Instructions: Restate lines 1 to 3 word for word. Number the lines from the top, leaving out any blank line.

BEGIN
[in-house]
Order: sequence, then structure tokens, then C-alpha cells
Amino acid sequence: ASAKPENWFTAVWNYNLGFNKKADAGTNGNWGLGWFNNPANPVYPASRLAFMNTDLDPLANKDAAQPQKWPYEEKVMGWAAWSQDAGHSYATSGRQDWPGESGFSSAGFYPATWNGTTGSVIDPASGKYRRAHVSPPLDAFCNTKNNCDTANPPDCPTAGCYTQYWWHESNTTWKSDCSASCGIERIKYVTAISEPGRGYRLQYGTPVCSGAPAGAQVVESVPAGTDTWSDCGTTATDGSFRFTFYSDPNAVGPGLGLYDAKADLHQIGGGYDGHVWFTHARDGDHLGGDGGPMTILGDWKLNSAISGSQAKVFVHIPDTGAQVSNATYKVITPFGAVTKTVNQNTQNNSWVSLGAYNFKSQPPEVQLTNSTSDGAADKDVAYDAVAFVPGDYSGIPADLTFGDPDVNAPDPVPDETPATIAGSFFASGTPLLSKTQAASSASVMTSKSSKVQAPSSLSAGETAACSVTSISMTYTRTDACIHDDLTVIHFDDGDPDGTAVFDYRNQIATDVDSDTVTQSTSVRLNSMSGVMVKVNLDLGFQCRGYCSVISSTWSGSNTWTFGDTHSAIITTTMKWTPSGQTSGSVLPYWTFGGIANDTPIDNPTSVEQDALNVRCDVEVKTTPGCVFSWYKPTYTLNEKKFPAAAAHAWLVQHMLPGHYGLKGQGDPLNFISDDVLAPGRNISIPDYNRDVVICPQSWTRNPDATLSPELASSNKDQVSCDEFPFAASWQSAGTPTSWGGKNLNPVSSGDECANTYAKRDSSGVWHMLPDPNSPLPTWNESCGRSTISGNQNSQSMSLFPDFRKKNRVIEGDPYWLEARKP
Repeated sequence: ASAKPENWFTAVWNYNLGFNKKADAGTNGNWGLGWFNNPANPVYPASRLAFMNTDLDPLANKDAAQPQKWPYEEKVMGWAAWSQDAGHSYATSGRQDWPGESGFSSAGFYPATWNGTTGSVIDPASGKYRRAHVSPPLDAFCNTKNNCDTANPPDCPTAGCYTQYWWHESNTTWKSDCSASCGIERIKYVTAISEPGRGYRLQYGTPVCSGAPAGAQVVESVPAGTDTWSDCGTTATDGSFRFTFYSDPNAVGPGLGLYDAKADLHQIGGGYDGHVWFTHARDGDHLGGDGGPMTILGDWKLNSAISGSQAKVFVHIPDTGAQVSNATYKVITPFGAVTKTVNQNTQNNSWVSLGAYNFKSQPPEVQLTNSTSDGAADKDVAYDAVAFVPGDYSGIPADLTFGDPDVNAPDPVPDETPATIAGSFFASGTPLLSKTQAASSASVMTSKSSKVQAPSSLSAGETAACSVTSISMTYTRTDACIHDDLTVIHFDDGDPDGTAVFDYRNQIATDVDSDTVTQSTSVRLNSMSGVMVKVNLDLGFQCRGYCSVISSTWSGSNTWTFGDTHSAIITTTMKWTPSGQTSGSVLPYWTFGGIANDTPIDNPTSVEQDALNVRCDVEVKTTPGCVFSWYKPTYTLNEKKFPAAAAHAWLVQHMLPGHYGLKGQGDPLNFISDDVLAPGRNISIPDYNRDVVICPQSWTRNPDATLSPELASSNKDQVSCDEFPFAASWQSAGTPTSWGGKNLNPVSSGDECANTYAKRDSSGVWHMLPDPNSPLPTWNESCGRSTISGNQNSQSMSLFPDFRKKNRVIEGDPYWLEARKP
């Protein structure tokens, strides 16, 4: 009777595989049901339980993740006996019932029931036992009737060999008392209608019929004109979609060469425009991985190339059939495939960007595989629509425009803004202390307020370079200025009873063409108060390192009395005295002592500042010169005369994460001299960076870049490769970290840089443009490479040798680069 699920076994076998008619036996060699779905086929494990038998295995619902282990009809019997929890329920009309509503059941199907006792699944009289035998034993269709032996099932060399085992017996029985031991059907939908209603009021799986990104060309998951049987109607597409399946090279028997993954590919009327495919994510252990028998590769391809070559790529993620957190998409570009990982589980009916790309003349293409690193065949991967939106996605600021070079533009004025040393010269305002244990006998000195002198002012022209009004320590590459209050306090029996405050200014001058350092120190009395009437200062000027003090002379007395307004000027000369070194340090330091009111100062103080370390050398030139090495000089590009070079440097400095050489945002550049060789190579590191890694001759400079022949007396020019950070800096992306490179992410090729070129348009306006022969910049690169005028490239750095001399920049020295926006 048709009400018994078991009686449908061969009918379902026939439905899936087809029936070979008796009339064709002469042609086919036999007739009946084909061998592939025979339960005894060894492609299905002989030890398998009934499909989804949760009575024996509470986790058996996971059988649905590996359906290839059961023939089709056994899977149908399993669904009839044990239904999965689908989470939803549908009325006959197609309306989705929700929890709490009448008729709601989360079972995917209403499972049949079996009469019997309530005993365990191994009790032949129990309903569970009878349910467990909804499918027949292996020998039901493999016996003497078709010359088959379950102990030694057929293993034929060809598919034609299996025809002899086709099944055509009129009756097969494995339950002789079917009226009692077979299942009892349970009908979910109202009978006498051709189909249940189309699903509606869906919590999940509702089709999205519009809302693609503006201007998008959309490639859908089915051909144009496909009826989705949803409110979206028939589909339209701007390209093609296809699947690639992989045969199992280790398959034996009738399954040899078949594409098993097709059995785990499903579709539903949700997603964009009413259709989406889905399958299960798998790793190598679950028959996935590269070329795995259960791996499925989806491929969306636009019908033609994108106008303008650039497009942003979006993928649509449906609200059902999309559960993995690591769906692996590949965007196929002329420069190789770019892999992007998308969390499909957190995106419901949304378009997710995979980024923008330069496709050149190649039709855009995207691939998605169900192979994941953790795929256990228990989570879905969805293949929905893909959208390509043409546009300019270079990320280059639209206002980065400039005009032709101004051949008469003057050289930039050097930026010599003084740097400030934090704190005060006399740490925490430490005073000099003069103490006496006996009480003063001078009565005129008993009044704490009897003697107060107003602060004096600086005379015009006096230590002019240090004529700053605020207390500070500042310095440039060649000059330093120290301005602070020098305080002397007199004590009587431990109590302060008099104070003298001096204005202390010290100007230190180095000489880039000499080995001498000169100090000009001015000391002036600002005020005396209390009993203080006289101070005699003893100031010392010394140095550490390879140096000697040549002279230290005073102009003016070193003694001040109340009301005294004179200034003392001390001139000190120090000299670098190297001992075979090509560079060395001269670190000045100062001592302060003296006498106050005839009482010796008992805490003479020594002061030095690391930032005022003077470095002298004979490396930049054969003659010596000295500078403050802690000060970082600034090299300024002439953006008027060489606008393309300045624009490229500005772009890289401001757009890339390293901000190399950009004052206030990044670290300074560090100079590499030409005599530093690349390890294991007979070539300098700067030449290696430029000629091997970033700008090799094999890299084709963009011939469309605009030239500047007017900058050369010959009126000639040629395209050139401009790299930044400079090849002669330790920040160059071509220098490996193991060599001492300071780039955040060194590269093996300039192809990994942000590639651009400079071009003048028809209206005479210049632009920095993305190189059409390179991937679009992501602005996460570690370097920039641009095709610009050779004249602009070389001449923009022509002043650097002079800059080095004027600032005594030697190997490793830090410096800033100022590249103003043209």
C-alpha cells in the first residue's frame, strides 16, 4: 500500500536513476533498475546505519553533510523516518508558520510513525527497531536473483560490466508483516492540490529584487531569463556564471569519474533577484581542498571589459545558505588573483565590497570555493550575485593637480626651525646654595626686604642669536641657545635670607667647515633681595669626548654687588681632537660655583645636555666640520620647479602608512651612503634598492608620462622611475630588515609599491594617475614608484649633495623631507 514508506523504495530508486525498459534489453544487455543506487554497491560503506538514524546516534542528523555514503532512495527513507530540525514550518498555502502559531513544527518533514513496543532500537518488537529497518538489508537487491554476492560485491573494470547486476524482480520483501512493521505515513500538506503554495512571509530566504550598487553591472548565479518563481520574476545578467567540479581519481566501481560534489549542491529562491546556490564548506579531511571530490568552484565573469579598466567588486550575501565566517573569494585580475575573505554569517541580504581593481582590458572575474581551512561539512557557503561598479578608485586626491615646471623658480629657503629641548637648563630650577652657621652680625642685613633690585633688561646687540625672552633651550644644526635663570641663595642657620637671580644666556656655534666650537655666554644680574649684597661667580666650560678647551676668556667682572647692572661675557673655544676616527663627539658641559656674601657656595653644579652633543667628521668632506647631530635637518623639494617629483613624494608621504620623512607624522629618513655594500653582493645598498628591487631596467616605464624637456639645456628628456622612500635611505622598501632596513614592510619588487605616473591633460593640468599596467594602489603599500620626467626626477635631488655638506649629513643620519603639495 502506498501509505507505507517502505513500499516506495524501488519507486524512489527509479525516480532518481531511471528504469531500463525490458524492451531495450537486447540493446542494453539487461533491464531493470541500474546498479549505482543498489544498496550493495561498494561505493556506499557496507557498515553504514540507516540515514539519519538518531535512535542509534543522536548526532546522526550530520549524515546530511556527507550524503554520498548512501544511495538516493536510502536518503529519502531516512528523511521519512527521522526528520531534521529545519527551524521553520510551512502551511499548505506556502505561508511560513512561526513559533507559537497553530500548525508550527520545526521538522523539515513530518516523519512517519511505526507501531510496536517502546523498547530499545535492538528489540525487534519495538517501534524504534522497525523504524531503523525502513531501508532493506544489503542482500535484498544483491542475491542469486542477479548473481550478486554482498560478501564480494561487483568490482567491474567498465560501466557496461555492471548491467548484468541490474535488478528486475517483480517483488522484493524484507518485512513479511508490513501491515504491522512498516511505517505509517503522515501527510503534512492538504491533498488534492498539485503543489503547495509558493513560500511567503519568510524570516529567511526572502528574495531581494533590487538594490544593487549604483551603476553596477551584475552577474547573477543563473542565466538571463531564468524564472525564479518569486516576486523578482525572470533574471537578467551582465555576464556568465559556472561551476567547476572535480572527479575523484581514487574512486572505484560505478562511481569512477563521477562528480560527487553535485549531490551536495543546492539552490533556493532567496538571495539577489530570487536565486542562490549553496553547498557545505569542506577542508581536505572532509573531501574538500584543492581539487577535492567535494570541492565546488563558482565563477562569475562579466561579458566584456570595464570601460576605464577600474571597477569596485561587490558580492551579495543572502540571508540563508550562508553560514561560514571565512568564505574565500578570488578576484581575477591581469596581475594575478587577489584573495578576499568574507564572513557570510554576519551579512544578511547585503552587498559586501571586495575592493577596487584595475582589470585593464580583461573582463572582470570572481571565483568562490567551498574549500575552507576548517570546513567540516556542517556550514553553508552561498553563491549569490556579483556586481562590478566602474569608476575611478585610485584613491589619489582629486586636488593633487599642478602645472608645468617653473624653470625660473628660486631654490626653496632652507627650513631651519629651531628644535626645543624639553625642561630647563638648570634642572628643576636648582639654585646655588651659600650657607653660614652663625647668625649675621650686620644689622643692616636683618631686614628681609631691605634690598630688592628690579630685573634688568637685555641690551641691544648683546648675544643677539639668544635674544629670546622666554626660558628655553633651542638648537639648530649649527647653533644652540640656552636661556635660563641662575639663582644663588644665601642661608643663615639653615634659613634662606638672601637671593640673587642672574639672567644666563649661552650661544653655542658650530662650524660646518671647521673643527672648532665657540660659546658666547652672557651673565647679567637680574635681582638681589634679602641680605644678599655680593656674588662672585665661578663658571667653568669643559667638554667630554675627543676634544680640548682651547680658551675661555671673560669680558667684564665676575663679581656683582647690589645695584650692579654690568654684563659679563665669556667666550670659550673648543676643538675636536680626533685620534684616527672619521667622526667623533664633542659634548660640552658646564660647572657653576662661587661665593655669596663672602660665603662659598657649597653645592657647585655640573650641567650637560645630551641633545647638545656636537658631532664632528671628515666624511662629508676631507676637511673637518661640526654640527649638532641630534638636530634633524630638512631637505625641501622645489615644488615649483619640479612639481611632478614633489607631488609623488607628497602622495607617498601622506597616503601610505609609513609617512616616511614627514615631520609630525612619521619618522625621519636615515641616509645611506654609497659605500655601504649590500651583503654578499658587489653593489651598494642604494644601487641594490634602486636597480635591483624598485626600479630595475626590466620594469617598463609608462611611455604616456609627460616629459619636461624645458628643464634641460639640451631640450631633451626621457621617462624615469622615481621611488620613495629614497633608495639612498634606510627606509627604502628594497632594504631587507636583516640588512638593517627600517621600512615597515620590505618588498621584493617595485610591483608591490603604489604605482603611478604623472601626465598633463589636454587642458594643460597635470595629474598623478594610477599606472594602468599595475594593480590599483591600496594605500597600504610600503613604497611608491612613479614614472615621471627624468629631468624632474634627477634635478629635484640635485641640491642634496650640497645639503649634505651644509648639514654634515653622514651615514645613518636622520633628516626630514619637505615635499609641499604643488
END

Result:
[in-house]
Order: sequence, then structure tokens, then C-alpha cells
Amino acid sequence: ASAKPENWFTAVWNYNLGFNKKADAGTNGNWGLGWFNNPANPVYPASRLAFMNTDLDPLANKDAAQPQKWPYEEKVMGWAAWSQDAGHSYATSGRQDWPGESGFSSAGFYPATWNGTTGSVIDPASGKYRRAHVSPPLDAFCNTKNNCDTANPPDCPTAGCYTQYWWHESNTTWKSDCSASCGIERIKYVTAISEPGRGYRLQYGTPVCSGAPAGAQVVESVPAGTDTWSDCGTTATDGSFRFTFYSDPNAVGPGLGLYDAKADLHQIGGGYDGHVWFTHARDGDHLGGDGGPMTILGDWKLNSAISGSQAKVFVHIPDTGAQVSNATYKVITPFGAVTKTVNQNTQNNSWVSLGAYNFKSQPPEVQLTNSTSDGAADKDVAYDAVAFVPGDYSGIPADLTFGDPDVNAPDPVPDETPATIAGSFFASGTPLLSKTQAASSASVMTSKSSKVQAPSSLSAGETAACSVTSISMTYTRTDACIHDDLTVIHFDDGDPDGTAVFDYRNQIATDVDSDTVTQSTSVRLNSMSGVMVKVNLDLGFQCRGYCSVISSTWSGSNTWTFGDTHSAIITTTMKWTPSGQTSGSVLPYWTFGGIANDTPIDNPTSVEQDALNVRCDVEVKTTPGCVFSWYKPTYTLNEKKFPAAAAHAWLVQHMLPGHYGLKGQGDPLNFISDDVLAPGRNISIPDYNRDVVICPQSWTRNPDATLSPELASSNKDQVSCDEFPFAASWQSAGTPTSWGGKNLNPVSSGDECANTYAKRDSSGVWHMLPDPNSPLPTWNESCGRSTISGNQNSQSMSLFPDFRKKNRVIEGDPYWLEARKP